|Picture by Sandi Rhys Jones|
‘Dress like a woman’ is the latest dictat emanating from the White House to female staff, triggering witty and withering responses from women who are posting photographs of themselves appropriately clothed to fly helicopters, perform autopsies, command ships, fight fires, administer communion, race cars, and so on. In other words, jobs where the Ivanka Trump workwear range of high heels and figure hugging sheath dresses might pose a clear and present danger to the wearers and their customers.
But whilst President Donald Trump may currently be the most prominent – and deserving – misogynist target for feminine ire, he is not alone in demanding stereotypical dress wear for women at work. Only last week the UK Government published its report High heels and workplace dress codes: urgent action needed. The report condemns the frequent flouting of existing law against discriminatory dress codes and calls for a new framework and increased penalties for employers who breach it.
Triggered by a petition started by a woman sent home without pay when she arrived for work in flat shoes rather than the high heels stipulated by the employment agency, the two committees set up to investigate were inundated with examples of workplace discrimination, including demands that women wear high heels, revealing outfits and heavy make-up.
|Picture courtesy of Rebecca Alleyne|
Rebecca Alleyne MD tweeted this picture, saying "That's me on the left wearing my favorite outfit #DressLikeAWoman."
The #dresslikeawoman furore has set me thinking back many years, to the day I arrived at the City offices of my first job in London and was issued with a full length overall, buttoned from collar to hem and made of slippery blue nylon. To my amazement, I was told that this is what I had to wear over my clothes, every day, and on no account should I wear a belt. The reason? The company did not want their male staff to be distracted by the female form – until 4.00pm when a buzzer sounded and we women could emerge from our shapeless sacks and the chaps were allowed to smoke cigarettes for the final hour of the working day.
At the time when the City firm was insisting that its women staff cover up so as not to distract their male colleagues, rather than revealing more to attract clients and visitors, it was the swinging sixties. It was the time of Mary Quant, Barbara Hulanicki, Kiki Byrne. It was the time of mini skirts, hot pants, white boots, dramatic black eyeliner and bright pink lipstick. Body stockings and sheer tights were invented – perfect for those who, like me, crocheted our own short lacy frocks.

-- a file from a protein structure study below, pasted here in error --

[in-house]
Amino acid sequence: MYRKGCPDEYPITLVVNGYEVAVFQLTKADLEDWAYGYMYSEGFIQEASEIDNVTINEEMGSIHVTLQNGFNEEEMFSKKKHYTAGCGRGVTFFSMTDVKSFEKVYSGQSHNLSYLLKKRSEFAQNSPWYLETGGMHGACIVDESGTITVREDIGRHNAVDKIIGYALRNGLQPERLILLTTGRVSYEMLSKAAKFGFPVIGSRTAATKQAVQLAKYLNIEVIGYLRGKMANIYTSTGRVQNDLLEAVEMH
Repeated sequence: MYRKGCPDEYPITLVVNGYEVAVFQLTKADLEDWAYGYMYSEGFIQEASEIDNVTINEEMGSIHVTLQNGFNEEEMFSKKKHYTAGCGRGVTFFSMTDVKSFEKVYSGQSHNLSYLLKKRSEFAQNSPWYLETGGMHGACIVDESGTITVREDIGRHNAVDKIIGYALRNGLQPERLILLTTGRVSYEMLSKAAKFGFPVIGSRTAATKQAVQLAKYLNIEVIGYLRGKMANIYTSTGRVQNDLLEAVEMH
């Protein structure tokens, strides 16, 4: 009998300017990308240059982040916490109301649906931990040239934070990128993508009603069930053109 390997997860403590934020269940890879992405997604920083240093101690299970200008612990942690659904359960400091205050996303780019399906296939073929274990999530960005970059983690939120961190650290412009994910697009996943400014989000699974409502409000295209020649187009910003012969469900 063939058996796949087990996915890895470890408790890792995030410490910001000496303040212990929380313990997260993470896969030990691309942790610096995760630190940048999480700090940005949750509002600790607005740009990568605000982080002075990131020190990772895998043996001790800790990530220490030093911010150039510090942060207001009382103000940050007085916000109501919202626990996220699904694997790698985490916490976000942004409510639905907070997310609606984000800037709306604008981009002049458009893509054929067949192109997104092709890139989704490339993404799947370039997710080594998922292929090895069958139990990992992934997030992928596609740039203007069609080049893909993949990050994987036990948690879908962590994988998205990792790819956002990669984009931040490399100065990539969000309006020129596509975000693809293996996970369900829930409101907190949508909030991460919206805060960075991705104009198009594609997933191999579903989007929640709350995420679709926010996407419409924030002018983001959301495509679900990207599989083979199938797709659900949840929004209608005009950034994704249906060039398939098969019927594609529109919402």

There were articles in the press about men asking for books on the top shelves of libraries and dropping items in shops to encourage short skirted assistants to reach up or bend down. So managers and HR departments may have thought that insisting all women staff wore blue overalls removed the need for tricky conversations with individuals who were perceived as pushing workwear boundaries.
It did not take me long to abandon the insurance company and its blue nylon overall to move into the heady, creative world of global advertising agency J Walter Thompson and then to spend three years as a fashion journalist. I would like to think that my memory of dressing distinctively yet appropriately for work, reserving the crocheted frocks, catsuits and eyeliner for leisure time, is a realistic one.
Then as my career progressed, and I became an employer, there were occasional tricky issues around staff dress and appearance. The most difficult one arose from the decision to introduce ‘dress down Friday.’ It soon became apparent that the art of smart casual is a rare skill, particularly amongst British men. After a few weeks of grubby jeans, tired sweaters, down at heel footwear and so on the experiment came to an end – and nobody objected.
|Picture courtesy of Institution of Civil Engineers|
I became increasingly involved in promoting and supporting women in construction, including the Purple Boots campaign in 2010 to make properly sized workwear and protective clothing available for women. Dunlop responded by producing safety boots in women’s sizes, but it wasn’t until January 2016 that Transport for London (TfL) produced its first ever women’s safety clothing range, following a successful six-week staff trial. The new range includes high-visibility jackets, trousers, gloves and adjustable eye protection and a tailoring service to ensure female staff have access to better-fitted, safer PPE.
The TfL initiative is to be applauded of course, but there is a degree of irony in that the introduction of appropriate clothing was seen as a fitting celebration of 100 Years of Women in Transport. It reminded me of the women fighter pilots in Japan whose reward in passing the rigorous training a few years ago was to be issued with properly fitting aviator kit.
So here we are, several decades from when I was obliged to don a blue overall to conceal my female form and we are living in a world where in some countries women are forced to cover themselves completely from the public eye by wearing the burqa or the niqab. Meanwhile an increasing number of other countries forbid women from wearing such clothing and some businesses want their women staff to present themselves in a way that at best could be described as attractive and at worst, alluring.
Modesty or threat, freedom or protection – the issues around dress codes for women are complex. But it shouldn’t be too difficult to agree reasonable guidelines for women working in democratic, mature countries. So congratulations to Nicola Thorp for setting up the petition that attracted more than 152,000 signatures and led to the UK Government report calling for an end to discriminatory dress codes in the workplace. At a time when people are questioning the effectiveness of protest, this is a great example of one determined individual succeeding in bringing about action.